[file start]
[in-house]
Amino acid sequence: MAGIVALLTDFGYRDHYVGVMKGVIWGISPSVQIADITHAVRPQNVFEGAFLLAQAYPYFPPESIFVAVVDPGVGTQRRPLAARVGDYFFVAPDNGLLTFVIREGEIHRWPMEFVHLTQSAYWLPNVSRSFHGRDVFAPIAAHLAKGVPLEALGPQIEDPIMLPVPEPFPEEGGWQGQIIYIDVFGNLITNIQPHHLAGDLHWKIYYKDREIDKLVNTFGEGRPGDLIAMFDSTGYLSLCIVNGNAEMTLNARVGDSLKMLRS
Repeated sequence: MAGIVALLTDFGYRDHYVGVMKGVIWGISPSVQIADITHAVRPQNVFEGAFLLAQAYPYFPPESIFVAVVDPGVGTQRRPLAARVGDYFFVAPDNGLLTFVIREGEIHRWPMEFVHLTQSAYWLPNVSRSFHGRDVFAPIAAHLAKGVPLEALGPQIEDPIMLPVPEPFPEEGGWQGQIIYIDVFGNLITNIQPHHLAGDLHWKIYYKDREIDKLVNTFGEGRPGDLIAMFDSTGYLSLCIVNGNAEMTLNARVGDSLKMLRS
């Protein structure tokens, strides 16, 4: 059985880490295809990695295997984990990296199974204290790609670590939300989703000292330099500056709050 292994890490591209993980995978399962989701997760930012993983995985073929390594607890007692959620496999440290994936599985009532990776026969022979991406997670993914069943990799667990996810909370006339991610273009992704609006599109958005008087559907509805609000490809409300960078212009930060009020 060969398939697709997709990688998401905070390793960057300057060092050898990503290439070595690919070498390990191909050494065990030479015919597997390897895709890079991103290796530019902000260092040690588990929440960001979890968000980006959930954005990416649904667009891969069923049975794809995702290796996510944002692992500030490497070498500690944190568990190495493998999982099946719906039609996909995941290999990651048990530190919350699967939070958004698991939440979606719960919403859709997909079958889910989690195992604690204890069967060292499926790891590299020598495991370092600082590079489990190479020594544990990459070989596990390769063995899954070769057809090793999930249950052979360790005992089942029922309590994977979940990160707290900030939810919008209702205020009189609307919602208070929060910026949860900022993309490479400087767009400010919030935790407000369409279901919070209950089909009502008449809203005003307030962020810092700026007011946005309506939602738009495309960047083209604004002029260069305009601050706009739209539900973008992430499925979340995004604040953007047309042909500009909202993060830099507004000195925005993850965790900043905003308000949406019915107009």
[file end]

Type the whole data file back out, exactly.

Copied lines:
[in-house]
Amino acid sequence: MAGIVALLTDFGYRDHYVGVMKGVIWGISPSVQIADITHAVRPQNVFEGAFLLAQAYPYFPPESIFVAVVDPGVGTQRRPLAARVGDYFFVAPDNGLLTFVIREGEIHRWPMEFVHLTQSAYWLPNVSRSFHGRDVFAPIAAHLAKGVPLEALGPQIEDPIMLPVPEPFPEEGGWQGQIIYIDVFGNLITNIQPHHLAGDLHWKIYYKDREIDKLVNTFGEGRPGDLIAMFDSTGYLSLCIVNGNAEMTLNARVGDSLKMLRS
Repeated sequence: MAGIVALLTDFGYRDHYVGVMKGVIWGISPSVQIADITHAVRPQNVFEGAFLLAQAYPYFPPESIFVAVVDPGVGTQRRPLAARVGDYFFVAPDNGLLTFVIREGEIHRWPMEFVHLTQSAYWLPNVSRSFHGRDVFAPIAAHLAKGVPLEALGPQIEDPIMLPVPEPFPEEGGWQGQIIYIDVFGNLITNIQPHHLAGDLHWKIYYKDREIDKLVNTFGEGRPGDLIAMFDSTGYLSLCIVNGNAEMTLNARVGDSLKMLRS
């Protein structure tokens, strides 16, 4: 059985880490295809990695295997984990990296199974204290790609670590939300989703000292330099500056709050 292994890490591209993980995978399962989701997760930012993983995985073929390594607890007692959620496999440290994936599985009532990776026969022979991406997670993914069943990799667990996810909370006339991610273009992704609006599109958005008087559907509805609000490809409300960078212009930060009020 060969398939697709997709990688998401905070390793960057300057060092050898990503290439070595690919070498390990191909050494065990030479015919597997390897895709890079991103290796530019902000260092040690588990929440960001979890968000980006959930954005990416649904667009891969069923049975794809995702290796996510944002692992500030490497070498500690944190568990190495493998999982099946719906039609996909995941290999990651048990530190919350699967939070958004698991939440979606719960919403859709997909079958889910989690195992604690204890069967060292499926790891590299020598495991370092600082590079489990190479020594544990990459070989596990390769063995899954070769057809090793999930249950052979360790005992089942029922309590994977979940990160707290900030939810919008209702205020009189609307919602208070929060910026949860900022993309490479400087767009400010919030935790407000369409279901919070209950089909009502008449809203005003307030962020810092700026007011946005309506939602738009495309960047083209604004002029260069305009601050706009739209539900973008992430499925979340995004604040953007047309042909500009909202993060830099507004000195925005993850965790900043905003308000949406019915107009």